David Bourget (Western Ontario)
David Chalmers (ANU, NYU)
Rafael De Clercq
Jack Alan Reynolds
Learn more about PhilPapers
Philosophy East and West 53 (4):435-454 (2003)
: Fate and fatalism have been powerful notions in many societies, from Homer's Iliad, the Greek moira, the South Asian karma, and the Chinese ming in the ancient world to the modern concept of "destiny." But fate and fatalism are now treated with philosophical disdain or as a clearly inferior version of what is better considered as "determinism." The concepts of fate and fatalism are defended here, and fatalism is clearly distinguished from determinism. Reference is made to the ancient Greek and Chinese versions to explore the various dimensions of these ideas.
|Keywords||No keywords specified (fix it)|
|Categories||categorize this paper)|
Setup an account with your affiliations in order to access resources via your University's proxy server
Configure custom proxy (use this if your affiliation does not provide a proxy)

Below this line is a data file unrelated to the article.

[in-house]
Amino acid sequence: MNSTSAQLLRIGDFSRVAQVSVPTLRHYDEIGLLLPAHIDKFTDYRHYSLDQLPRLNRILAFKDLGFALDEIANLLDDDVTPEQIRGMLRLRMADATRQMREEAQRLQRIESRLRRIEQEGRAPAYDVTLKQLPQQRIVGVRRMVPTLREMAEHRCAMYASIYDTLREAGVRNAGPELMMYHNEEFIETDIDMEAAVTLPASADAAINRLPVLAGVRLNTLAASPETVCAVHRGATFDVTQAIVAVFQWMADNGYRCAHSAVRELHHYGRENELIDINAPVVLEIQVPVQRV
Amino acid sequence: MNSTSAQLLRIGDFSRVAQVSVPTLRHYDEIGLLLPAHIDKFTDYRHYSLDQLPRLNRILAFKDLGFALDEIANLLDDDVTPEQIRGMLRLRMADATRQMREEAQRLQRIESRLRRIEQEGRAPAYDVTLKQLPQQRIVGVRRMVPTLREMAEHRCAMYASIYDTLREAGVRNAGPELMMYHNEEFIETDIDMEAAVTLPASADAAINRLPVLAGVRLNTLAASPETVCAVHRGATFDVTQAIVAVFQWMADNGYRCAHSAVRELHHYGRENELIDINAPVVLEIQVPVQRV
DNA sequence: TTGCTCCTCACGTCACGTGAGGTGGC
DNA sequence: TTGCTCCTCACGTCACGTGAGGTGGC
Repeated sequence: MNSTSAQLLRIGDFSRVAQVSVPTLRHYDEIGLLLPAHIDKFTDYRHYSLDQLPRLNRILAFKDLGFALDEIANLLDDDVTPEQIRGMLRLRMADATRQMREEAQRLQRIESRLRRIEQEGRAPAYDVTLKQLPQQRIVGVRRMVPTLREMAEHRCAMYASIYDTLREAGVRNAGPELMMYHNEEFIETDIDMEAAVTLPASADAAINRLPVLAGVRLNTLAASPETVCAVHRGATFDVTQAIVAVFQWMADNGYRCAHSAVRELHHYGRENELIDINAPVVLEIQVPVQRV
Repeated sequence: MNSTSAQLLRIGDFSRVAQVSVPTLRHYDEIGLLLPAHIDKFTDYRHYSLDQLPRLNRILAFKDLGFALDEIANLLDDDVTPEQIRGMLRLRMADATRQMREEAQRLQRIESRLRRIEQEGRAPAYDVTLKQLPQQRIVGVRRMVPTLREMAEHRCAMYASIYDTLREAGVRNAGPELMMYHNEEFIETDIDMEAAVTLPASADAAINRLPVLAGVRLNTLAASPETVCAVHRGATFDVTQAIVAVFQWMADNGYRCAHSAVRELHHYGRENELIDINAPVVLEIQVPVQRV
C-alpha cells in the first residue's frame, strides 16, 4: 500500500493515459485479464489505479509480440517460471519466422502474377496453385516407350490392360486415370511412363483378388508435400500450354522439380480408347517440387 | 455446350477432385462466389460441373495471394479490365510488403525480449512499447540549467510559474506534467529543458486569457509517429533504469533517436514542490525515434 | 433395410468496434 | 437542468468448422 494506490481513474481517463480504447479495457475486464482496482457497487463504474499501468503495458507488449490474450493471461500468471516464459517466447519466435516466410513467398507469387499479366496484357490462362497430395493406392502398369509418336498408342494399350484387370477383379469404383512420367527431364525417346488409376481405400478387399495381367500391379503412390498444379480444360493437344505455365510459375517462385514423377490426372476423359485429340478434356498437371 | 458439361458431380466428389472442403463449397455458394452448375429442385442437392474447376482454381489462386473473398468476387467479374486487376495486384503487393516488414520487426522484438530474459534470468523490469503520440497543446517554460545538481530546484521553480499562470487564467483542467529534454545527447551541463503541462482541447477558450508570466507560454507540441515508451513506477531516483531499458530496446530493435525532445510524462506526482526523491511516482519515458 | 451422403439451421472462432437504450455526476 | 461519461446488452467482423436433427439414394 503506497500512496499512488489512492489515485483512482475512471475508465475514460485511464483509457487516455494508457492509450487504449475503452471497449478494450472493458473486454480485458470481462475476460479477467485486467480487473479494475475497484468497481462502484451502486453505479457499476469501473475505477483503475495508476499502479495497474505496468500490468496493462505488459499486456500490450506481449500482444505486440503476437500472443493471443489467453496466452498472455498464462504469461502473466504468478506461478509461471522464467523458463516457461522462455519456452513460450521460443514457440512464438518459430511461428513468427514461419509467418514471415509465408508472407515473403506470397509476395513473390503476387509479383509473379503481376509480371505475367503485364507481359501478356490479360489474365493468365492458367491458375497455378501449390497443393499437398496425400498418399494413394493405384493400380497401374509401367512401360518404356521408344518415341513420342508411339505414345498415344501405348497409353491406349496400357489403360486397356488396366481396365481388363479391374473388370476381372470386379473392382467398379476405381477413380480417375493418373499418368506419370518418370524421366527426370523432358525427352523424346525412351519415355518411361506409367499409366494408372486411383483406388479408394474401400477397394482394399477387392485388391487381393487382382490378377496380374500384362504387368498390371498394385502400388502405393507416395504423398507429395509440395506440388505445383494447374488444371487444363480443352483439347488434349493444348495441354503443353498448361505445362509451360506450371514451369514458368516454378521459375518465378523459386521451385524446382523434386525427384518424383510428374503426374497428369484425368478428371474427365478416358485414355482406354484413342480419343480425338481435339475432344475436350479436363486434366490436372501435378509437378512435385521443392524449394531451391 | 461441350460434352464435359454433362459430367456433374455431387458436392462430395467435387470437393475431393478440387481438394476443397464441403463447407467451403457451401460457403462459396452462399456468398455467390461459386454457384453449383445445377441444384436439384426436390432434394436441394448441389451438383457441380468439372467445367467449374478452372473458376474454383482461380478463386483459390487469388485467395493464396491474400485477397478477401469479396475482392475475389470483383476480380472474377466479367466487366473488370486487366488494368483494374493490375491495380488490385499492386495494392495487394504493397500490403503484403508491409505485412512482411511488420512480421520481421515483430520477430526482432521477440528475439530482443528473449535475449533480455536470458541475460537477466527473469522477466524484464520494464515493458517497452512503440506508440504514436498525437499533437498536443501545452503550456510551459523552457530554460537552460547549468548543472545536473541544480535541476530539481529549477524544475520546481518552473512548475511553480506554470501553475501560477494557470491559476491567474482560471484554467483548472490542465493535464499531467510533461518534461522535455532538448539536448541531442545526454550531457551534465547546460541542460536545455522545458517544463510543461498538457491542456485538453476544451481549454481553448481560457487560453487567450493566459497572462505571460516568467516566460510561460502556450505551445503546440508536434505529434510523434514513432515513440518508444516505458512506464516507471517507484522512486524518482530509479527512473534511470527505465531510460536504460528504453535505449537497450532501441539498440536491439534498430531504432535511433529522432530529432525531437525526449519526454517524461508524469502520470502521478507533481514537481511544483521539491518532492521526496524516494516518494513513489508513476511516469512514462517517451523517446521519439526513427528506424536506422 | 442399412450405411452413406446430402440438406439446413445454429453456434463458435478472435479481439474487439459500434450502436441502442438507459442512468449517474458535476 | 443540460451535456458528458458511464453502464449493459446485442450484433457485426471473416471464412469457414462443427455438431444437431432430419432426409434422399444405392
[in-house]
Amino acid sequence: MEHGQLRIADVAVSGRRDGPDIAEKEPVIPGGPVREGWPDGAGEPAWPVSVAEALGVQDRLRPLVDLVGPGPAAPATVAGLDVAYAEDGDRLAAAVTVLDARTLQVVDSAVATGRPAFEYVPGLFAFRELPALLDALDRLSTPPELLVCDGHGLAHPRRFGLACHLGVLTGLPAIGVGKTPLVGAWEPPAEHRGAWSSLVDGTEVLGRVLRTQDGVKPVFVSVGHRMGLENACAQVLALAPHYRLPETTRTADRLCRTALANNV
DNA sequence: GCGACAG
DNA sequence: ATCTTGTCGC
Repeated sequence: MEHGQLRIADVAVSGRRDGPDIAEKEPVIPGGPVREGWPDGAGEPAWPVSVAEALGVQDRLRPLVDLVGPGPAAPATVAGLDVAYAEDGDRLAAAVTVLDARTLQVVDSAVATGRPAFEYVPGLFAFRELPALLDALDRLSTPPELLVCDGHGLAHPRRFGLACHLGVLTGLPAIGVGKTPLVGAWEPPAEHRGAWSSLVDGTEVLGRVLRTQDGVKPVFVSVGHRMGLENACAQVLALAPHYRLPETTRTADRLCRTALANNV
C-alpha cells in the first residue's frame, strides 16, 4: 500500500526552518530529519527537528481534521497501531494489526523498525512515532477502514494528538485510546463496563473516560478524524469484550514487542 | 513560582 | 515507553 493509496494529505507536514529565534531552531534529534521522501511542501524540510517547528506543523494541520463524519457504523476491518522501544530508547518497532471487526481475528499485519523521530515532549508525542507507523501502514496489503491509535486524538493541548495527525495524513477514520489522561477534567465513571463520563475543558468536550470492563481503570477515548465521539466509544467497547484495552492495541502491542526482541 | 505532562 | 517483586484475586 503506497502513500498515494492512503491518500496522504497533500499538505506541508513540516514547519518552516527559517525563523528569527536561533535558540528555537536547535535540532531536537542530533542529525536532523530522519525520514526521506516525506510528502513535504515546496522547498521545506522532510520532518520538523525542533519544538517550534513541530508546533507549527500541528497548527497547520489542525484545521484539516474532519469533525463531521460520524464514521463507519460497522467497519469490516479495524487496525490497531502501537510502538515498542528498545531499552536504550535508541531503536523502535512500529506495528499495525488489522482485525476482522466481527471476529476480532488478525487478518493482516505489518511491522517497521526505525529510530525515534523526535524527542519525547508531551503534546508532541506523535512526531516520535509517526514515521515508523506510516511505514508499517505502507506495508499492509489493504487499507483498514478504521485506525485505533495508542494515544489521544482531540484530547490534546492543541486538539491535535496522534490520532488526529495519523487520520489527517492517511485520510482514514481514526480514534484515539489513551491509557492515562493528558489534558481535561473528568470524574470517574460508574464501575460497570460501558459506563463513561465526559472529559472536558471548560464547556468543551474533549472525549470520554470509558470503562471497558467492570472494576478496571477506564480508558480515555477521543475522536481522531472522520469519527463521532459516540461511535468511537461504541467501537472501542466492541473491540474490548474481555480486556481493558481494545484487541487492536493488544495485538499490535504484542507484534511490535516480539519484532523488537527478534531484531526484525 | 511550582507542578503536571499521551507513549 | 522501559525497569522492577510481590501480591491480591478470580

|Through your library|
References found in this work BETA
No references found.
Citations of this work BETA
No citations found.
Similar books and articles
Margaret Visser (2002). Beyond Fate. House of Anansi Press.
J. den Boeft (1970). Calcidius on Fate. Leiden,Brill.
Ardaser Sorabjee N. Wadia (1931). Fate and Free-Will. Toronto, J.M. Dent & Sons, Ltd..
Michael Gelven (1991). Why Me?: A Philosophical Inquiry Into Fate. Northern Illinois University Press.
Paul Russell (2000). Compatibilist Fatalism. In A. van den Beld (ed.), Moral Responsibility and Ontology. Kluwer. 199--218.
Steven M. Cahn (1967). Fate, Logic, and Time. New Haven, Yale University Press.
Sarah Broadie (2001). From Necessity to Fate: A Fallacy. [REVIEW] Journal of Ethics 5 (1):21-37.
Added to index2009-01-28
Total downloads208 ( #2,279 of 1,096,898 )
Recent downloads (6 months)9 ( #20,589 of 1,096,898 )
How can I increase my downloads?